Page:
I have written a systematic review which all words are extremely mine. Another colleague gave me the idea of writing this review and just carried out the systematic search, but did not participate in any other parts, such as design and outline of the study, interpretations, edition or even extracting the results from the reviewed articles. I would like to know whether his contribution is significant enough to consider him as an author or not.

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    Use your common sense and be generous (believe it or not, the generosity does pay off occasionally). There are no rules set in stone for such things. It is all between you and him, period. – fedja Jun 4 '18 at 2:38

Given the sparseness of the details, its rather difficult to provide specific advice. Here are a few thoughts from someone whose performed systematic reviews for last 30 years, having led teams of reviewers and review programmes, and having participated in the Cochrane Collaboration since its early days:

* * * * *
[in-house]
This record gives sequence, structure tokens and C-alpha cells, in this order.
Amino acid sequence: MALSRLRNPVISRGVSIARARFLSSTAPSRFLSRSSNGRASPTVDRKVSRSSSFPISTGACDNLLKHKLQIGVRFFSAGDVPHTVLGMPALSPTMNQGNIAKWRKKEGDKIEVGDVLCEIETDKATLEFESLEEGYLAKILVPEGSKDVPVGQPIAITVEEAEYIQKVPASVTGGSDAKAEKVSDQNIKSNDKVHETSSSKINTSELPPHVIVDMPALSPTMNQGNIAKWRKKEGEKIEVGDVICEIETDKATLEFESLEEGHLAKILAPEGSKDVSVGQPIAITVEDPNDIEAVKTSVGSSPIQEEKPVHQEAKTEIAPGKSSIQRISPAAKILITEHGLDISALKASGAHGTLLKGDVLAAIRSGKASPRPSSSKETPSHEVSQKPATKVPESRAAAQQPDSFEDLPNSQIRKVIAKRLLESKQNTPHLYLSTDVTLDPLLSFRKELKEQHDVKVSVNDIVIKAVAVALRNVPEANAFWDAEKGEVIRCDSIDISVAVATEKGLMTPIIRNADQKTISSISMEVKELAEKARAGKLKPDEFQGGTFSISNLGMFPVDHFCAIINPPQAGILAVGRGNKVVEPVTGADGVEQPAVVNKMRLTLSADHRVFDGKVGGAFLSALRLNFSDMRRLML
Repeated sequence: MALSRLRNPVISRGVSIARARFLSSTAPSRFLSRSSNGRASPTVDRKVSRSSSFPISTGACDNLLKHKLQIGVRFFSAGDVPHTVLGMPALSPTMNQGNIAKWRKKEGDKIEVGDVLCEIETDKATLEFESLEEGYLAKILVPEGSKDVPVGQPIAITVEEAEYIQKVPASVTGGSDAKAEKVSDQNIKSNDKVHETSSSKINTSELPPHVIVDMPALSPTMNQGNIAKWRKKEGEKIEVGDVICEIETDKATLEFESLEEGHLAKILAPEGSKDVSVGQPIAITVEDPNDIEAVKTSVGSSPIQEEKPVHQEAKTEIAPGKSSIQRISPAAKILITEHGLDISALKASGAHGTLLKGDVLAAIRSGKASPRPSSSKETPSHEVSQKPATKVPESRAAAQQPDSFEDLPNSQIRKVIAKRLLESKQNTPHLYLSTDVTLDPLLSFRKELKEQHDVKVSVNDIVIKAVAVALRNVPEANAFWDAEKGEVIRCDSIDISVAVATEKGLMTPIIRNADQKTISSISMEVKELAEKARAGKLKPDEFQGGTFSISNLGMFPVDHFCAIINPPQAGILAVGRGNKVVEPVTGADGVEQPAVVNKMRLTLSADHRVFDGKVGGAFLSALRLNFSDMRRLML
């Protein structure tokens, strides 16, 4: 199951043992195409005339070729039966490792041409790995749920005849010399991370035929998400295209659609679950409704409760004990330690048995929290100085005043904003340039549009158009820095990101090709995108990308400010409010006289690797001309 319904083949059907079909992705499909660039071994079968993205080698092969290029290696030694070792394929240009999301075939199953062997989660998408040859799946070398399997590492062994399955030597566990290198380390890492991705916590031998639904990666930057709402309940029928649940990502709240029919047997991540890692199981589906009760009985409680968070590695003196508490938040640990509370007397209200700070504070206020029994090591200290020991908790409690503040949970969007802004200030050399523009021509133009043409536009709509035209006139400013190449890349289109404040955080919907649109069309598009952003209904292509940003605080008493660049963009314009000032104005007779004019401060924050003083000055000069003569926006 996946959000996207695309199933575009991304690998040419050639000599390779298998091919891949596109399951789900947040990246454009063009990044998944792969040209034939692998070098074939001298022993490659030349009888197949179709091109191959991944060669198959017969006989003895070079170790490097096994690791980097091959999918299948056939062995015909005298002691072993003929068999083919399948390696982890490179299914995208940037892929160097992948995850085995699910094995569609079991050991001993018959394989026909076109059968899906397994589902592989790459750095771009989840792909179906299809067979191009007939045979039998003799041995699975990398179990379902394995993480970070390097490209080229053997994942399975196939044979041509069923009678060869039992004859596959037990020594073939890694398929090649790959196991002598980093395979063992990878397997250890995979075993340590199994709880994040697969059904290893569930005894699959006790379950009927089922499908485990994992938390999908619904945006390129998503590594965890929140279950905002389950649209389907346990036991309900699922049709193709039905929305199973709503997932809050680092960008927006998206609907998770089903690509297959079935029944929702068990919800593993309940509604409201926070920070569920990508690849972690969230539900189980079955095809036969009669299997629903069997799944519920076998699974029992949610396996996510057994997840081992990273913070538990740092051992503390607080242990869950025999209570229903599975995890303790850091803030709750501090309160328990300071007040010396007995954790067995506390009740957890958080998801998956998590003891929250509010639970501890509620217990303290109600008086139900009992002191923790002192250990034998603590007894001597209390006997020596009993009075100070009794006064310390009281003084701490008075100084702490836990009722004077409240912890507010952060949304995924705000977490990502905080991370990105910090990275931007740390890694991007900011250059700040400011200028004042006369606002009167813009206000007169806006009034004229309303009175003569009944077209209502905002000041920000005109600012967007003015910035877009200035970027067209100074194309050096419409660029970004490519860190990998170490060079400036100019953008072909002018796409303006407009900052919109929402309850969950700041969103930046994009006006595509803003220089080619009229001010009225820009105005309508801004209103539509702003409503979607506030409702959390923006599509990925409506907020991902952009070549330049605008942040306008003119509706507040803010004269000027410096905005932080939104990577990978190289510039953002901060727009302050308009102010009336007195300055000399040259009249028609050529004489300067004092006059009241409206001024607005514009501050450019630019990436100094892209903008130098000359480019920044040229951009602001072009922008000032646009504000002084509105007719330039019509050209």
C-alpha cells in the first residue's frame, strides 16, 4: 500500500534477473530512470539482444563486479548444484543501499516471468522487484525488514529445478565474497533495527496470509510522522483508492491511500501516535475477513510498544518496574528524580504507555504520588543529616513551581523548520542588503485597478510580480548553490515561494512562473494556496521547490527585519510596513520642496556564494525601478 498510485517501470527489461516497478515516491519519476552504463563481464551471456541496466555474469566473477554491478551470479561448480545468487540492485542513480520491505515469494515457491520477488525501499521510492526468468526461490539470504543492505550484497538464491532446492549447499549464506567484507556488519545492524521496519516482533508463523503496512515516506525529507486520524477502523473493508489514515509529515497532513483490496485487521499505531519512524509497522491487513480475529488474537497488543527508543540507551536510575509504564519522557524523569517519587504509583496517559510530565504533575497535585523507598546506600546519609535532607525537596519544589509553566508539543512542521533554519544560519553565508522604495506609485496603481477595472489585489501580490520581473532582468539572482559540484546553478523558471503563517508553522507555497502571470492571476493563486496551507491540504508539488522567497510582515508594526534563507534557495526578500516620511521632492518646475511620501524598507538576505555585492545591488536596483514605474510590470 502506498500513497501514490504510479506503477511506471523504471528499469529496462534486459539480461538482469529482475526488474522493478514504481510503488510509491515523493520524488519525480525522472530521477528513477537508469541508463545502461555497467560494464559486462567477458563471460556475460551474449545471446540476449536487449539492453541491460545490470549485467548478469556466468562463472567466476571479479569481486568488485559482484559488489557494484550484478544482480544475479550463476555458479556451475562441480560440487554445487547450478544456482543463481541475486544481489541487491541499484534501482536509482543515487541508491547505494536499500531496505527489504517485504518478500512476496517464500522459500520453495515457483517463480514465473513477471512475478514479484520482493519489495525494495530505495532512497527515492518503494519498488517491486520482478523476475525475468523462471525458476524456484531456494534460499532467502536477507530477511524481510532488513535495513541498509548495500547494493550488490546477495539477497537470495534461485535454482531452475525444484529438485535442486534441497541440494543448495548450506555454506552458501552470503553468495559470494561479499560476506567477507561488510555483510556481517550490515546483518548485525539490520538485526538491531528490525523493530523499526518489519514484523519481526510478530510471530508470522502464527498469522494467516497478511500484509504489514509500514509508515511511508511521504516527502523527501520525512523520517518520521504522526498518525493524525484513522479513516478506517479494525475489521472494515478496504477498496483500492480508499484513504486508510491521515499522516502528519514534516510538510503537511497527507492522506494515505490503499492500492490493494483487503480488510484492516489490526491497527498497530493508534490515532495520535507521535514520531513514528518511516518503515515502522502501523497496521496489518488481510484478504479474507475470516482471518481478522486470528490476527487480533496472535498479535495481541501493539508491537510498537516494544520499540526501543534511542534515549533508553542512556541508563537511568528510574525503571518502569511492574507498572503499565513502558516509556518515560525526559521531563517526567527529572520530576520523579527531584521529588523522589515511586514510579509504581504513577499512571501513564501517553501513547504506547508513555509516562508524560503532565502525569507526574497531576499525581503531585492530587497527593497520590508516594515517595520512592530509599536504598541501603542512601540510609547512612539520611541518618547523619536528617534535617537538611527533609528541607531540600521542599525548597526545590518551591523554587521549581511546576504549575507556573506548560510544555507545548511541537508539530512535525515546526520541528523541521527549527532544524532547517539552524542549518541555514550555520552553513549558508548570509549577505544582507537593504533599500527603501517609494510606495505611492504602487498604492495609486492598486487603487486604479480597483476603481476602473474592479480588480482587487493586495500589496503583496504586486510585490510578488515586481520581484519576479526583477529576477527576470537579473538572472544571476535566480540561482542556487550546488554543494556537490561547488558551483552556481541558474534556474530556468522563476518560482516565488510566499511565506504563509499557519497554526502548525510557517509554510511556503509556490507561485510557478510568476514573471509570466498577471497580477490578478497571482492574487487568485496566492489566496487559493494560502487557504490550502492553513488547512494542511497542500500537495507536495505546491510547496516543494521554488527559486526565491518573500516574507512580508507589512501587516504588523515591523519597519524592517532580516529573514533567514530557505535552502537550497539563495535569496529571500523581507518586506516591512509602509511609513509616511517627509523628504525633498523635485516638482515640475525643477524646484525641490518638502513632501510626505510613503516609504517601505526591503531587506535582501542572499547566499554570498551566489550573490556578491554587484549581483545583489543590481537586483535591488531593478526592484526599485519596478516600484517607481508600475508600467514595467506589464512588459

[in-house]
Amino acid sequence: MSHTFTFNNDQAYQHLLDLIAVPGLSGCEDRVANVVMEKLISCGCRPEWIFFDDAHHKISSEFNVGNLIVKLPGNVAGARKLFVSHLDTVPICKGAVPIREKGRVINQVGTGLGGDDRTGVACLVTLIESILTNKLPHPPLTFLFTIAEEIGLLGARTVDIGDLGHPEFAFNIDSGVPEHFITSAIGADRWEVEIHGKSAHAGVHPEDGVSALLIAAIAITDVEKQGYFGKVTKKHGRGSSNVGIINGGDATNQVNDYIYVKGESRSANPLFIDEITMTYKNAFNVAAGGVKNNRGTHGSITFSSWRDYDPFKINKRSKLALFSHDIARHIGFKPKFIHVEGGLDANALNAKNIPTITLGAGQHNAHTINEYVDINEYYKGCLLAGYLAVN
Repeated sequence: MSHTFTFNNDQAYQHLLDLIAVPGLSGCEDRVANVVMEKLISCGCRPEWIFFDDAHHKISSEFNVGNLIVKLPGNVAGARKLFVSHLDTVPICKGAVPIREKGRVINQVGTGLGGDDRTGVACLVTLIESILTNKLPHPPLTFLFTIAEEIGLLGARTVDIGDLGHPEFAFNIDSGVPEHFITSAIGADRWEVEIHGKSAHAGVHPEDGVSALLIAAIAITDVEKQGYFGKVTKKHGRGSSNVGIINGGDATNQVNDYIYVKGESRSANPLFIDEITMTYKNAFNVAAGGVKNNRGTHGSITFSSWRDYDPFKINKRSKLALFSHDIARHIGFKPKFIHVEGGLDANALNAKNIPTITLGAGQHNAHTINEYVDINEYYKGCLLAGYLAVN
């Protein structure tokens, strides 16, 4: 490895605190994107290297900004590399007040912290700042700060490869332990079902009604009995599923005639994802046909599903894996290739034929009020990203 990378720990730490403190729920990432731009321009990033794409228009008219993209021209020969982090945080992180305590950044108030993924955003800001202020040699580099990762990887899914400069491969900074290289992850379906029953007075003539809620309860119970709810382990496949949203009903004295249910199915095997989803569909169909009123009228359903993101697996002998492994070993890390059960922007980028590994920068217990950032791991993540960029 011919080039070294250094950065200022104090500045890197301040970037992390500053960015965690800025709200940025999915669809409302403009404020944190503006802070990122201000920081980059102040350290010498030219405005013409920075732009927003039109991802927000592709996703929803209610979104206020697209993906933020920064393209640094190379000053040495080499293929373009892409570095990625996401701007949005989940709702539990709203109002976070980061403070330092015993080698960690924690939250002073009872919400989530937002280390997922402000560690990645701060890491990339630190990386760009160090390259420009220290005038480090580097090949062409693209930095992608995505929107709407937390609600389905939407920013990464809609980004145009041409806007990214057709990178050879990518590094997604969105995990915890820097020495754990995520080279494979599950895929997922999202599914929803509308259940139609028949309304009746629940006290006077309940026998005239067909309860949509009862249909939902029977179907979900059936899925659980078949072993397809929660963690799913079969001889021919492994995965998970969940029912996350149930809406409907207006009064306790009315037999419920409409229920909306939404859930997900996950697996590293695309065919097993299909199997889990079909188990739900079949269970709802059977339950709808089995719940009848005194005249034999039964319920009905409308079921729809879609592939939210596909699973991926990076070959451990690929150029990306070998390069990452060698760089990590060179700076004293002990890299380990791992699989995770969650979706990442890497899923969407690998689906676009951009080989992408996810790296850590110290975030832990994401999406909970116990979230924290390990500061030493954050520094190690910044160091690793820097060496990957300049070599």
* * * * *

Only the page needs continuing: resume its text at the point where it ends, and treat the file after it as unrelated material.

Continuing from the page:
1. Performing a systematic review on your own is frowned upon nowadays. In the first place, there needs to be a good balance of content, methods and consumer skills and its very rare to possess all this is one person. In the second place, you'll be making decisions that need to be validated somehow. For example, you are choosing the studies to include and exclude. This is a crucial step and requires another set of eyes with agreements often being resolved by another (third) person.

  2. Searching is a specialist area where research librarians often become involved. It can be the case that someone is on the authorship list not only because they've done the work, but because they can stand by that work. In addition, in the case in which reviewers seek information or modification of your search strategy, the search specialist can handle these issues without breaking a sweat.

  3. If your contributor meets the definition of authorship, he is right to expect it.

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